I have a sneaky habit of peering into people’s apartment windows as I walk past. Maybe it’s because, growing up in South Africa, homes were surrounded by high security walls, but mainly, I’m fascinated with how people decorate their homes. This weekend I got to indulge my voyeuristic side at Open House New York, an annual programme that opens off-limits sites of cultural and historical interest to the public.

On the programme, New Yorkers could see the inner workings of Subway Substation No. 22 in Brooklyn, we could tour the underground cheese caves of Murray’s Cheese in the Village and see how a penthouse in NoHo creates a seamless flow between interior space and roof garden.

Except that I couldn’t see any of those. The substation and cheese cave tours filled up on the first day that reservations were available, and the penthouse was closed “due to mechanical failure.” A tour of the Metal Shutter Houses with architect Dean Maltz sounded interesting, but when we got there the only things to see were an architectural model and a big hole in the ground!

I must have had bad luck this year because there’s ample evidence of some very interesting places on view at the OHNY Flickr pool, all entries in the programme’s photo competition. These are some of my favourites.

The New School’s Tishman Auditorium posted by Manuela Martin.

Mosaics in the hallwayof the Masonic Grand Lodge posted by Uptick.
New York Marble Cemetery in the East Village posted by Edenpictures.

Cathedral of the Holy Virgin Protection posted by edenpictures.

High Bridge Water Tower, posted by Jesse Chan-Norris.
I did take a very lovely tour of the High Line, an elevated railroad running on the West Side of Manhattan that is no longer in use. We weren’t allowed to publish our photos because the section we toured overlooked the Metropolitan Transit Authority’s rail yards, itself slated for radical redevelopment. But this is what it looks like on the Friends of the High Line website.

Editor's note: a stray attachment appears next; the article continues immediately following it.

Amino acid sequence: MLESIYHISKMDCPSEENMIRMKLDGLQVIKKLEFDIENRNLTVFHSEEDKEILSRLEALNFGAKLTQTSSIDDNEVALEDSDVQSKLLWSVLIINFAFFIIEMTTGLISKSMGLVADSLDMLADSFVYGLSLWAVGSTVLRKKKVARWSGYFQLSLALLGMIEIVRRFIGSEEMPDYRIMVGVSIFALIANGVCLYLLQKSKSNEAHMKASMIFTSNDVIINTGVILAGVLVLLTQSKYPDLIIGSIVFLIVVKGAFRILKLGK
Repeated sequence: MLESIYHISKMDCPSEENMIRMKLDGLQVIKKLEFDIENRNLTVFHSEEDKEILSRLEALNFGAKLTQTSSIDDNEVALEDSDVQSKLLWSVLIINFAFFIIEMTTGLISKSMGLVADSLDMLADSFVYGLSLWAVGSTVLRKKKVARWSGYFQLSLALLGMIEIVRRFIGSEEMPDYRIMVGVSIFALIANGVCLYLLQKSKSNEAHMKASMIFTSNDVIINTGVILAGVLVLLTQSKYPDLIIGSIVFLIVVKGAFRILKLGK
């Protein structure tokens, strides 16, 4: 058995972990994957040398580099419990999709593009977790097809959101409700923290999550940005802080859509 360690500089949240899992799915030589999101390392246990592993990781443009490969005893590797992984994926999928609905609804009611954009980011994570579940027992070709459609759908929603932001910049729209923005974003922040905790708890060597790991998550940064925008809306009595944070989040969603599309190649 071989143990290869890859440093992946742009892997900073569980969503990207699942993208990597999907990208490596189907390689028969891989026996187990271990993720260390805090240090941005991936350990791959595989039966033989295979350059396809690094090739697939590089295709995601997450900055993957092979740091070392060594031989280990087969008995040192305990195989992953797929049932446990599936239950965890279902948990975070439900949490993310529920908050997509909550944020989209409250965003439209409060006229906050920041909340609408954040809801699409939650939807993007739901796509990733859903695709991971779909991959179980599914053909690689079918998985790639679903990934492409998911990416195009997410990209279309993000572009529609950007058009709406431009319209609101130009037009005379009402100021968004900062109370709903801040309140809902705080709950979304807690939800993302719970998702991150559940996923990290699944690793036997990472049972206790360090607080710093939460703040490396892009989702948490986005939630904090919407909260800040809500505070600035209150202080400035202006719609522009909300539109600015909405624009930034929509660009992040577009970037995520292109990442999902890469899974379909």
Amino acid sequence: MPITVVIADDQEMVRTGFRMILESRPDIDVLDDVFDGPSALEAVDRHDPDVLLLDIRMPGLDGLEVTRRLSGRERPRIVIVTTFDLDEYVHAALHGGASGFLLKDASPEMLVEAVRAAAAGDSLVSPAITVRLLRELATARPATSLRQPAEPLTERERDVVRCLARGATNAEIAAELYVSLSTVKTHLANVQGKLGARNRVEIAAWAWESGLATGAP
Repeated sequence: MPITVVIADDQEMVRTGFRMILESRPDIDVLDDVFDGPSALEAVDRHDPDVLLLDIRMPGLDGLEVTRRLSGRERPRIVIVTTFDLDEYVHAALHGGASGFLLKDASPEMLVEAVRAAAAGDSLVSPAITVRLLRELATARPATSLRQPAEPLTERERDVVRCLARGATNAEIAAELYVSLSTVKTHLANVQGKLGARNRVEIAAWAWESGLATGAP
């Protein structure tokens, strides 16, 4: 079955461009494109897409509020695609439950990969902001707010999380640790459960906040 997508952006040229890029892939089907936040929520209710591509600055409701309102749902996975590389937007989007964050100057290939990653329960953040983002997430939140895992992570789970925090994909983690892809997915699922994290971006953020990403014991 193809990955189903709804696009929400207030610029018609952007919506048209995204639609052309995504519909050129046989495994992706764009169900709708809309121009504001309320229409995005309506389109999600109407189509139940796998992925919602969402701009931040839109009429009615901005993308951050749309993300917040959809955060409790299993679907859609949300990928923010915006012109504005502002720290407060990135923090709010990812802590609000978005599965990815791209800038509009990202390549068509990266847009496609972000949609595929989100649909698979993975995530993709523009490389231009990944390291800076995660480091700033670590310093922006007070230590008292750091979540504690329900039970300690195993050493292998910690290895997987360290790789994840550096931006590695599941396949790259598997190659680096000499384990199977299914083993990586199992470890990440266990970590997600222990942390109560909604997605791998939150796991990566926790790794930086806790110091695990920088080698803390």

The bottom section of the High Line is being transformed into an inspired-looking series of parks designed by Piet Oudolf. We toured the northern section, still in its overgrown nature-overtakes-city state, which was enchanting. We walked along the crumbling wooden planks through waist-high shrubs and drifts of long, soft grasses. I found myself wishing they could just lay a glass floor over the track to preserve it as is.

The other site that did not disappoint was the Row House Revival in Park Slope, Brooklyn, designed by Coburn Architecture. This elegant home was built in the late 1800s and expanded into the adjacent lot when it was renovated over the past few years.

Decorated in what architect Ward Welch described as a “Federal hip” style, the home is elegant, plush and welcoming. I admired the designers Erin Fearins and Catherine Brophy’s restrained colour palette and subtle shifts in texture.

The bedroom in particular was a sanctum of calm, which is just the kind of hideaway I’d like after my day touring New York City’s hidden treasures.